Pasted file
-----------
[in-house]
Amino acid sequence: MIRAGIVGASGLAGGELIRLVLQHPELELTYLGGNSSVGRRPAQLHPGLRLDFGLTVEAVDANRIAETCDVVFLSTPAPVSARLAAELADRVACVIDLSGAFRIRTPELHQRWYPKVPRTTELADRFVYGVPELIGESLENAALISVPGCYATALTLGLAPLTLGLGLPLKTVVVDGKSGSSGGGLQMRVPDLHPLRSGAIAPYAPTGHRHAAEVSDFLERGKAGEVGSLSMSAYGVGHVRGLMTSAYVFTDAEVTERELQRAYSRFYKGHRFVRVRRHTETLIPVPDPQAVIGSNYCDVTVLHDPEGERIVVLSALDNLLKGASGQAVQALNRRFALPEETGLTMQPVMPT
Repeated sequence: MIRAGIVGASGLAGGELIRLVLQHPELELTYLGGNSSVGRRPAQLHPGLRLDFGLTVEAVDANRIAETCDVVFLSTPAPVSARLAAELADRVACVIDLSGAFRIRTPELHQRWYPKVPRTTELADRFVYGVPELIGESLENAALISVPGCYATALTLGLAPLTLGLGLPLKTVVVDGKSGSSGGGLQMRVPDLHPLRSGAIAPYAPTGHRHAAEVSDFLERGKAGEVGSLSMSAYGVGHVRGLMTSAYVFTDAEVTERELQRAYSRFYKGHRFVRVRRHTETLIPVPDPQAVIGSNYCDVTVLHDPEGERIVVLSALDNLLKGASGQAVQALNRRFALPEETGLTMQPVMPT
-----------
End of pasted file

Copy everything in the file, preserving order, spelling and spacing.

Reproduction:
[in-house]
Amino acid sequence: MIRAGIVGASGLAGGELIRLVLQHPELELTYLGGNSSVGRRPAQLHPGLRLDFGLTVEAVDANRIAETCDVVFLSTPAPVSARLAAELADRVACVIDLSGAFRIRTPELHQRWYPKVPRTTELADRFVYGVPELIGESLENAALISVPGCYATALTLGLAPLTLGLGLPLKTVVVDGKSGSSGGGLQMRVPDLHPLRSGAIAPYAPTGHRHAAEVSDFLERGKAGEVGSLSMSAYGVGHVRGLMTSAYVFTDAEVTERELQRAYSRFYKGHRFVRVRRHTETLIPVPDPQAVIGSNYCDVTVLHDPEGERIVVLSALDNLLKGASGQAVQALNRRFALPEETGLTMQPVMPT
Repeated sequence: MIRAGIVGASGLAGGELIRLVLQHPELELTYLGGNSSVGRRPAQLHPGLRLDFGLTVEAVDANRIAETCDVVFLSTPAPVSARLAAELADRVACVIDLSGAFRIRTPELHQRWYPKVPRTTELADRFVYGVPELIGESLENAALISVPGCYATALTLGLAPLTLGLGLPLKTVVVDGKSGSSGGGLQMRVPDLHPLRSGAIAPYAPTGHRHAAEVSDFLERGKAGEVGSLSMSAYGVGHVRGLMTSAYVFTDAEVTERELQRAYSRFYKGHRFVRVRRHTETLIPVPDPQAVIGSNYCDVTVLHDPEGERIVVLSALDNLLKGASGQAVQALNRRFALPEETGLTMQPVMPT